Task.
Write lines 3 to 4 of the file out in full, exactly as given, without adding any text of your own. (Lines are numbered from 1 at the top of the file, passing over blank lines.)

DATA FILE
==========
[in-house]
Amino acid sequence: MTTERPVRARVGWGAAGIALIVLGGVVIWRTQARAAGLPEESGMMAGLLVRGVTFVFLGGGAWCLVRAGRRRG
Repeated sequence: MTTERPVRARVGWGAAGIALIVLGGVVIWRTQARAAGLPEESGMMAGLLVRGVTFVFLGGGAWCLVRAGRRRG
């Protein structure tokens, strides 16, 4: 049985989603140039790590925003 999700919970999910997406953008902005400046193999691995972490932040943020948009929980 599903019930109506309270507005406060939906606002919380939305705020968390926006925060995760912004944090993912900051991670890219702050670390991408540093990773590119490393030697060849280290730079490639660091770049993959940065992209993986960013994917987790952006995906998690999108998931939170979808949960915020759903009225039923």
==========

Repeated sequence: MTTERPVRARVGWGAAGIALIVLGGVVIWRTQARAAGLPEESGMMAGLLVRGVTFVFLGGGAWCLVRAGRRRG
């Protein structure tokens, strides 16, 4: 049985989603140039790590925003 999700919970999910997406953008902005400046193999691995972490932040943020948009929980 599903019930109506309270507005406060939906606002919380939305705020968390926006925060995760912004944090993912900051991670890219702050670390991408540093990773590119490393030697060849280290730079490639660091770049993959940065992209993986960013994917987790952006995906998690999108998931939170979808949960915020759903009225039923």